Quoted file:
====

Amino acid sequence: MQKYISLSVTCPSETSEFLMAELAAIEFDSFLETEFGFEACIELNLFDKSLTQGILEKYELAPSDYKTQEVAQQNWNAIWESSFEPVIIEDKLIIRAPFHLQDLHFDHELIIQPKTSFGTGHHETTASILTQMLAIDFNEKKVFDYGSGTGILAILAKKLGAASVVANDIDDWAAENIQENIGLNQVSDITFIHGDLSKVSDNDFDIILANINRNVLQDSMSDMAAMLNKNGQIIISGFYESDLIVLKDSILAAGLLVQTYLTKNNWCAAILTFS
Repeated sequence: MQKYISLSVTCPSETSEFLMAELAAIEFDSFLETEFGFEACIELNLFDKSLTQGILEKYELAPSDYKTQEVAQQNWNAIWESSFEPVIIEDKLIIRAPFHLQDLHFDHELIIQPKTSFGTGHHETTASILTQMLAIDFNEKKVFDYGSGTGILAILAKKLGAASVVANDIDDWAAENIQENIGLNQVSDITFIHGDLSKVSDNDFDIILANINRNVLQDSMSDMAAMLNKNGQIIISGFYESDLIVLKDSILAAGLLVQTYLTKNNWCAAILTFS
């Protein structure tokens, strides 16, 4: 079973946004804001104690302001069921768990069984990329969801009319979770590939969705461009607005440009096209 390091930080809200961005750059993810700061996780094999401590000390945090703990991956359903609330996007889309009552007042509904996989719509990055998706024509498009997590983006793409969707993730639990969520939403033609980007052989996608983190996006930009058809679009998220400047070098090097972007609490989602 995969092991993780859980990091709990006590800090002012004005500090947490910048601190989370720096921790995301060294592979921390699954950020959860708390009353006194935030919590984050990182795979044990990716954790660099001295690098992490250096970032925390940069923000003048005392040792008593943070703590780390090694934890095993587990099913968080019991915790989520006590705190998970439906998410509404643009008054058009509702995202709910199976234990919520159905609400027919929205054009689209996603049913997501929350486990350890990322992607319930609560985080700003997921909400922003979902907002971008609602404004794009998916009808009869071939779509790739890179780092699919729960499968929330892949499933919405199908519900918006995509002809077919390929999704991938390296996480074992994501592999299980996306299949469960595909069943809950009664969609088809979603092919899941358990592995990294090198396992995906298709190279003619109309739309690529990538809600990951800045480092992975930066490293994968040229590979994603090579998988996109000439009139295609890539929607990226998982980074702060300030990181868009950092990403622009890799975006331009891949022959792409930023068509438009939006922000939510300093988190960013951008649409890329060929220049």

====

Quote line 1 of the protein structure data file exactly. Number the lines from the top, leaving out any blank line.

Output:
Amino acid sequence: MQKYISLSVTCPSETSEFLMAELAAIEFDSFLETEFGFEACIELNLFDKSLTQGILEKYELAPSDYKTQEVAQQNWNAIWESSFEPVIIEDKLIIRAPFHLQDLHFDHELIIQPKTSFGTGHHETTASILTQMLAIDFNEKKVFDYGSGTGILAILAKKLGAASVVANDIDDWAAENIQENIGLNQVSDITFIHGDLSKVSDNDFDIILANINRNVLQDSMSDMAAMLNKNGQIIISGFYESDLIVLKDSILAAGLLVQTYLTKNNWCAAILTFS